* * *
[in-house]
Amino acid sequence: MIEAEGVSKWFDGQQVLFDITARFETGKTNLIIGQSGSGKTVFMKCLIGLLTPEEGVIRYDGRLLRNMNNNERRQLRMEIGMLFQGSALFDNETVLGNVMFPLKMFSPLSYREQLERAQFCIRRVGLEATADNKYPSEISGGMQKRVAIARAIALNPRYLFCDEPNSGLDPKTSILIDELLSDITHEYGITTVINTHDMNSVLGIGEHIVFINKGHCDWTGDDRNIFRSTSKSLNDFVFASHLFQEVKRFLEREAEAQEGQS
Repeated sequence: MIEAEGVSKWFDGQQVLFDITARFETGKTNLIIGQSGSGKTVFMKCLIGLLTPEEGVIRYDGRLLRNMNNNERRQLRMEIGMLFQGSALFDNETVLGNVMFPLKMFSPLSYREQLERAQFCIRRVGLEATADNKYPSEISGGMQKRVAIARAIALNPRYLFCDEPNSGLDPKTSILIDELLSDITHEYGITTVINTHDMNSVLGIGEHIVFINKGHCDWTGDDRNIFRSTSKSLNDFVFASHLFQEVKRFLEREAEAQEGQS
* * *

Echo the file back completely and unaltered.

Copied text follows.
[in-house]
Amino acid sequence: MIEAEGVSKWFDGQQVLFDITARFETGKTNLIIGQSGSGKTVFMKCLIGLLTPEEGVIRYDGRLLRNMNNNERRQLRMEIGMLFQGSALFDNETVLGNVMFPLKMFSPLSYREQLERAQFCIRRVGLEATADNKYPSEISGGMQKRVAIARAIALNPRYLFCDEPNSGLDPKTSILIDELLSDITHEYGITTVINTHDMNSVLGIGEHIVFINKGHCDWTGDDRNIFRSTSKSLNDFVFASHLFQEVKRFLEREAEAQEGQS
Repeated sequence: MIEAEGVSKWFDGQQVLFDITARFETGKTNLIIGQSGSGKTVFMKCLIGLLTPEEGVIRYDGRLLRNMNNNERRQLRMEIGMLFQGSALFDNETVLGNVMFPLKMFSPLSYREQLERAQFCIRRVGLEATADNKYPSEISGGMQKRVAIARAIALNPRYLFCDEPNSGLDPKTSILIDELLSDITHEYGITTVINTHDMNSVLGIGEHIVFINKGHCDWTGDDRNIFRSTSKSLNDFVFASHLFQEVKRFLEREAEAQEGQS